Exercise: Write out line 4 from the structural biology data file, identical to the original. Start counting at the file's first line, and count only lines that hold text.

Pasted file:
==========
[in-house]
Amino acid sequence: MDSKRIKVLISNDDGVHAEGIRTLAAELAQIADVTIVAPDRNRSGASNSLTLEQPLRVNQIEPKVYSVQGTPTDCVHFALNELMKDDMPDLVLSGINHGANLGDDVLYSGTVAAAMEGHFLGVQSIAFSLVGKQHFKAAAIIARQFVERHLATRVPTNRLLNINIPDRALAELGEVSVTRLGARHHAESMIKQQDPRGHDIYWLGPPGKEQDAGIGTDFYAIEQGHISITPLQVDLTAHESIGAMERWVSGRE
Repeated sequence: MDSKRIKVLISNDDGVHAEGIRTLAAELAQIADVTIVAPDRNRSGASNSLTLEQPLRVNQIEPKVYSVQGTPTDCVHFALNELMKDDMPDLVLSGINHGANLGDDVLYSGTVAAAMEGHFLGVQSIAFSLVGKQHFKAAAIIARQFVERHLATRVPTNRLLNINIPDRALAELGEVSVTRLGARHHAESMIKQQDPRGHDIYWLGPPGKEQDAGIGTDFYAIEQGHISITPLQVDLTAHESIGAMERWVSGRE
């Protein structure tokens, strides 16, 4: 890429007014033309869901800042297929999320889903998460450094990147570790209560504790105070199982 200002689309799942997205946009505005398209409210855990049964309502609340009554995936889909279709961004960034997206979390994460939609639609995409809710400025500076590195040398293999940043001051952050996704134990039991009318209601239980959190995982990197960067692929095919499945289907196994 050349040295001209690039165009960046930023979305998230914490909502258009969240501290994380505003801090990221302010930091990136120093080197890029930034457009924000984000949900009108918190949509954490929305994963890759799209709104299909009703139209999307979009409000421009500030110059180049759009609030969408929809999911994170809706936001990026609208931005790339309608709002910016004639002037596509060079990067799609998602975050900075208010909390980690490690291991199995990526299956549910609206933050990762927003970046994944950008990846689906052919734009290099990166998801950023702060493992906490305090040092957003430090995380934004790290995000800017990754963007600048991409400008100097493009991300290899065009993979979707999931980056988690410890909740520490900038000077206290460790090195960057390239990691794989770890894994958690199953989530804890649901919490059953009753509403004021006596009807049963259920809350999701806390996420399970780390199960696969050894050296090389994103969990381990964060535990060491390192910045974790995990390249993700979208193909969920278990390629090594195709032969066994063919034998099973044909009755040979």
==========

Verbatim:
């Protein structure tokens, strides 16, 4: 890429007014033309869901800042297929999320889903998460450094990147570790209560504790105070199982 200002689309799942997205946009505005398209409210855990049964309502609340009554995936889909279709961004960034997206979390994460939609639609995409809710400025500076590195040398293999940043001051952050996704134990039991009318209601239980959190995982990197960067692929095919499945289907196994 050349040295001209690039165009960046930023979305998230914490909502258009969240501290994380505003801090990221302010930091990136120093080197890029930034457009924000984000949900009108918190949509954490929305994963890759799209709104299909009703139209999307979009409000421009500030110059180049759009609030969408929809999911994170809706936001990026609208931005790339309608709002910016004639002037596509060079990067799609998602975050900075208010909390980690490690291991199995990526299956549910609206933050990762927003970046994944950008990846689906052919734009290099990166998801950023702060493992906490305090040092957003430090995380934004790290995000800017990754963007600048991409400008100097493009991300290899065009993979979707999931980056988690410890909740520490900038000077206290460790090195960057390239990691794989770890894994958690199953989530804890649901919490059953009753509403004021006596009807049963259920809350999701806390996420399970780390199960696969050894050296090389994103969990381990964060535990060491390192910045974790995990390249993700979208193909969920278990390629090594195709032969066994063919034998099973044909009755040979």